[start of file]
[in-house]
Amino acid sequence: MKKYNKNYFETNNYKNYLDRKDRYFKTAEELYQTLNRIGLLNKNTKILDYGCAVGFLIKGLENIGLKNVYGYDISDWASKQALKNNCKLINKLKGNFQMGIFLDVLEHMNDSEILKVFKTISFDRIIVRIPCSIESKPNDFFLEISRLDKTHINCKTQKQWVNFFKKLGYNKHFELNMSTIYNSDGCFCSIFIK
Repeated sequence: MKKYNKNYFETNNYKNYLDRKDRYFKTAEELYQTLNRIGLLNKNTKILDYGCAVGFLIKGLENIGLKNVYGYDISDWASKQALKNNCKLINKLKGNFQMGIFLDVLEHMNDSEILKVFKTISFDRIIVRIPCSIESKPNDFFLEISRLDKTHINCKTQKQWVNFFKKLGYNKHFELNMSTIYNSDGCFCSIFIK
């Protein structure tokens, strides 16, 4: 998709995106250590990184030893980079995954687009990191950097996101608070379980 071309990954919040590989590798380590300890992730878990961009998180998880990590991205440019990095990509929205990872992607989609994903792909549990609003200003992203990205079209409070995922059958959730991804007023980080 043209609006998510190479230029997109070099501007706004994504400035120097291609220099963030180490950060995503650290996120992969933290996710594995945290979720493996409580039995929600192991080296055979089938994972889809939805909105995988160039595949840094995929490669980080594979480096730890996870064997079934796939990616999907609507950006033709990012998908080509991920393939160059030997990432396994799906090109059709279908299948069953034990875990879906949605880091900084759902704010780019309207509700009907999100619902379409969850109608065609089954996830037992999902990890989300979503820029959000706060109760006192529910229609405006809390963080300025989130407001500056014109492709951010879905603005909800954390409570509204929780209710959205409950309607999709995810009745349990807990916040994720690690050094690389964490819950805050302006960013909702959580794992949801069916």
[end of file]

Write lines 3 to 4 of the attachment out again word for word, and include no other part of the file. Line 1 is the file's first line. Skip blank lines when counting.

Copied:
Repeated sequence: MKKYNKNYFETNNYKNYLDRKDRYFKTAEELYQTLNRIGLLNKNTKILDYGCAVGFLIKGLENIGLKNVYGYDISDWASKQALKNNCKLINKLKGNFQMGIFLDVLEHMNDSEILKVFKTISFDRIIVRIPCSIESKPNDFFLEISRLDKTHINCKTQKQWVNFFKKLGYNKHFELNMSTIYNSDGCFCSIFIK
């Protein structure tokens, strides 16, 4: 998709995106250590990184030893980079995954687009990191950097996101608070379980 071309990954919040590989590798380590300890992730878990961009998180998880990590991205440019990095990509929205990872992607989609994903792909549990609003200003992203990205079209409070995922059958959730991804007023980080 043209609006998510190479230029997109070099501007706004994504400035120097291609220099963030180490950060995503650290996120992969933290996710594995945290979720493996409580039995929600192991080296055979089938994972889809939805909105995988160039595949840094995929490669980080594979480096730890996870064997079934796939990616999907609507950006033709990012998908080509991920393939160059030997990432396994799906090109059709279908299948069953034990875990879906949605880091900084759902704010780019309207509700009907999100619902379409969850109608065609089954996830037992999902990890989300979503820029959000706060109760006192529910229609405006809390963080300025989130407001500056014109492709951010879905603005909800954390409570509204929780209710959205409950309607999709995810009745349990807990916040994720690690050094690389964490819950805050302006960013909702959580794992949801069916």